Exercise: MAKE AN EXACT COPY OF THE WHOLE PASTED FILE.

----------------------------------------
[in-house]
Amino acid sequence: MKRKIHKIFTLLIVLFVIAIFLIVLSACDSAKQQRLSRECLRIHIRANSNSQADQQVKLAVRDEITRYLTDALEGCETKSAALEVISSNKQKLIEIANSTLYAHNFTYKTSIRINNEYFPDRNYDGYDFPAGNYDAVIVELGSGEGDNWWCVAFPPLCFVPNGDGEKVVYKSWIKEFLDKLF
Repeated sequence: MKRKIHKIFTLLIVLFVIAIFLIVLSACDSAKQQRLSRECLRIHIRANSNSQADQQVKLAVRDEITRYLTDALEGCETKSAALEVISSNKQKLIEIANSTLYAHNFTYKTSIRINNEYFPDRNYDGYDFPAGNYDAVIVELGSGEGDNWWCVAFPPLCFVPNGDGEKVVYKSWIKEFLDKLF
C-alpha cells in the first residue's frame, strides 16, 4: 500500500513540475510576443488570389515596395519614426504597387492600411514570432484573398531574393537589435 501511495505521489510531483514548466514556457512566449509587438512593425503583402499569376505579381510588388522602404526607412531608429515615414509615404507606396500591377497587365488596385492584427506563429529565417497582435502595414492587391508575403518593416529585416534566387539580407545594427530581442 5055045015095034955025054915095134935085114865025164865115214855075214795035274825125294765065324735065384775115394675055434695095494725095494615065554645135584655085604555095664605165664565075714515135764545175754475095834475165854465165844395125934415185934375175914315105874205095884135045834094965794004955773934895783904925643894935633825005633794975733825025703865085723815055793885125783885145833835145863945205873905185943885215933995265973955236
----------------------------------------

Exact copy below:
[in-house]
Amino acid sequence: MKRKIHKIFTLLIVLFVIAIFLIVLSACDSAKQQRLSRECLRIHIRANSNSQADQQVKLAVRDEITRYLTDALEGCETKSAALEVISSNKQKLIEIANSTLYAHNFTYKTSIRINNEYFPDRNYDGYDFPAGNYDAVIVELGSGEGDNWWCVAFPPLCFVPNGDGEKVVYKSWIKEFLDKLF
Repeated sequence: MKRKIHKIFTLLIVLFVIAIFLIVLSACDSAKQQRLSRECLRIHIRANSNSQADQQVKLAVRDEITRYLTDALEGCETKSAALEVISSNKQKLIEIANSTLYAHNFTYKTSIRINNEYFPDRNYDGYDFPAGNYDAVIVELGSGEGDNWWCVAFPPLCFVPNGDGEKVVYKSWIKEFLDKLF
C-alpha cells in the first residue's frame, strides 16, 4: 500500500513540475510576443488570389515596395519614426504597387492600411514570432484573398531574393537589435 501511495505521489510531483514548466514556457512566449509587438512593425503583402499569376505579381510588388522602404526607412531608429515615414509615404507606396500591377497587365488596385492584427506563429529565417497582435502595414492587391508575403518593416529585416534566387539580407545594427530581442 5055045015095034955025054915095134935085114865025164865115214855075214795035274825125294765065324735065384775115394675055434695095494725095494615065554645135584655085604555095664605165664565075714515135764545175754475095834475165854465165844395125934415185934375175914315105874205095884135045834094965794004955773934895783904925643894935633825005633794975733825025703865085723815055793885125783885145833835145863945205873905185943885215933995265973955236